The Centers for Disease Control and Prevention has issued a level 3 travel warning for Liberia, Guinea, and Sierra Leone, which strongly encourages all United States residents to avoid any unnecessary travel to these areas.22 In the event that healthcare workers are exposed to EVD cases, preventive measures should be implemented to avoid direct contact with blood or secretions from infected patients or deceased bodies. These include protective clothing, sterilizing equipment, routinely disinfecting work areas, and isolating EVD patients.23 In the midst of mass media attention, healthcare workers can support their community by staying informed and communicating professional, evidence-based data about Ebola.

References:

  1. Bausch DG. Viral hemorrhagic fevers. In: Goldman L, Schafer AI, eds. Goldman’s Cecil medicine. 24th  ed. Philadelphia, PA: Elsevier Inc.; 2012:2147-56.
  2. Feldmann H, Geisbert TW. Ebola haemorrhagic fever. Lancet. 2011;377(9768):849-62.
  3. Baize S, Pannetier D, Oestereich L, et al. Emergence of Zaire Ebola virus disease in Guinea – preliminary report. New Engl J Med. Apr 16 2014. Available at: http://www.nejm.org/doi/full/10.1056/NEJMoa1404505.
  4. The Centers for Disease Control and Prevention. 2014 Ebola outbreak in West Africa. Available at: http://www.cdc.gov/vhf/ebola/outbreaks/guinea/index.html.  Accessed August 11, 2014.
  5. The Centers for Disease Control and Prevention. About Ebola hemorrhagic fever.  Available at:  http://www.cdc.gov/vhf/ebola/about.html.  Accessed August 10, 2014.
  6. Pourrut X, Kumulungui B, Wittmann T, et al. The natural history of Ebola virus in Africa. Microbes Infect. 2005;7(7-8):1005-14.
  7. Ebola haemorrhagic fever in Sudan, 1976. Report of a WHO/International Study Team. Bull World Health Organ. 1978;56(2):247-70.
  8. Ebola haemorrhagic fever in Zaire, 1976. Bull World Health Organ. 1978;56(2):271-93.
  9. World Health Organization. Ebola virus disease fact sheet. Available at: http://www.who.int/mediacentre/factsheets/fs103/en/.   Accessed August 10, 2014.
  10. Groseth A, Feldmann H, Strong JE. The ecology of Ebola virus. Trends Microbiol. 2007;15(9):408-416.
  11. The Centers for Disease Control and Prevention. Questions and Answers on Ebola. Available at: http://www.cdc.gov/vhf/ebola/outbreaks/guinea/qa.html.  Accessed August 11, 2014.
  12. The Centers for Disease Control and Prevention. Ebola virus disease information for clinicians in U.S. healthcare settings. Available at: http://www.cdc.gov/vhf/ebola/hcp/clinician-information-us-healthcare-settings.html.  Accessed August 11, 2014.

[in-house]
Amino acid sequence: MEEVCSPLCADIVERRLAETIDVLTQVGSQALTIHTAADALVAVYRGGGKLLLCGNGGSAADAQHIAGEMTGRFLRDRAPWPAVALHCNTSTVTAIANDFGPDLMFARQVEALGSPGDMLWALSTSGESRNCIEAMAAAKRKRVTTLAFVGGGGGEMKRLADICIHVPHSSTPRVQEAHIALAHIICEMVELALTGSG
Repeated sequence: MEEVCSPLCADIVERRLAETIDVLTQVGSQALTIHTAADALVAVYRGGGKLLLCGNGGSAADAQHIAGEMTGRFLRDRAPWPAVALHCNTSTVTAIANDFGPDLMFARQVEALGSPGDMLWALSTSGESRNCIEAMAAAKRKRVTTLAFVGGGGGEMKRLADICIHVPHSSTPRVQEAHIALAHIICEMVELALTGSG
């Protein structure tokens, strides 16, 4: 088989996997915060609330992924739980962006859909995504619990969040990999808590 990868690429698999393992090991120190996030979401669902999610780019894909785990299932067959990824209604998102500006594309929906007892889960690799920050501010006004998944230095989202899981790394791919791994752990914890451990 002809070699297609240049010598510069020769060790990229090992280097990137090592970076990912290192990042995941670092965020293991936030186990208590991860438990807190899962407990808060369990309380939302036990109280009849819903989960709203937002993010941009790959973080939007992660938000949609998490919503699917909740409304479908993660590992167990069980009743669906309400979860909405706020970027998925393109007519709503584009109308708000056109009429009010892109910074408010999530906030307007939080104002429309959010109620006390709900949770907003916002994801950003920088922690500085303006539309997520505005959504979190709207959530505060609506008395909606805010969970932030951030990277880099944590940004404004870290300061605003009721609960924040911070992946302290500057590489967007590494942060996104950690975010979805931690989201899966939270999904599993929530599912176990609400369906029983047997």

13. The Centers for Disease Control and Prevention. Case definition for Ebola virus disease (EVD). Available at: http://www.cdc.gov/vhf/ebola/hcp/case-definition.html.  Accessed August 12, 2014.
  14. Rowe AK, Bertolli J, Khan AS, et al. Clinical, virologic, and immunologic follow-up of convalescent Ebola hemorrhagic fever patients and their household contacts, Kikwit, Democratic Republic of the Congo. Commission de Lutte contre les Epidemies a Kikwit. J Infect Dis. 1999;179 Suppl 1:S28-35.
  15. Mupapa K, Massamba M, Kibadi K, et al. Treatment of Ebola hemorrhagic fever with blood transfusions from convalescent patients. International Scientific and Technical Committee. J Infect Dis. 1999;179 Suppl 1:S18-23.
  16. Pettitt J, Zeitlin L, Kim do H, et al. Therapeutic intervention of Ebola virus infection in rhesus macaques with the MB-003 monoclonal antibody cocktail. Sci Transl Med. 2013;5(199):199ra113.
  17. Olinger GG, Jr., Pettitt J, Kim D, et al. Delayed treatment of Ebola virus infection with plant-derived monoclonal antibodies provides protection in rhesus macaques. Proc Natl Acad Sci U S A. 2012;109(44):18030-35.
  18. Mapp Biopharmaceutical, Inc. ZMappTM information sheet. Available at: http://www.mappbio.com/zmapinfo.pdf.  Accessed August 11, 2014.
  19. Richardson V. Ebola drug ZMapp tested in Europe, on Spanish priest infected in Liberia. The Washington Times. Available at: http://www.washingtontimes.com/news/2014/aug/10/ebola-drug-zmapp-tested-in-europe-on-spanish-pries/?utm_source=RSS_Feed&utm_medium=RSS.  Accessed August 13, 2014.
  20. Cheng M, Giles C. UN: OK to use untested Ebola drugs in outbreak. Associated Press. Available at: http://hosted.ap.org/dynamic/stories/E/EBOLA?SITE=AP&SECTION=HOME&TEMPLATE=DEFAULT.  Accessed August 12, 2014.
  21. The Centers for Disease Control and Prevention. Questions and answers on experimental treatments and vaccines for Ebola. Available at: http://www.cdc.gov/vhf/ebola/outbreaks/guinea/qa-experimental-treatments.html.  Accessed August 11, 2014.
  22. The Centers for Disease Control and Prevention. Travel health notices. Available at: http://wwwnc.cdc.gov/travel/notices.  Accessed August 12, 2014.
  23. The Centers for Disease Control and Prevention. Ebola hemorrhagic fever:  prevention. Available at: http://www.cdc.gov/vhf/ebola/prevention/index.html.  Accessed August 13, 2014.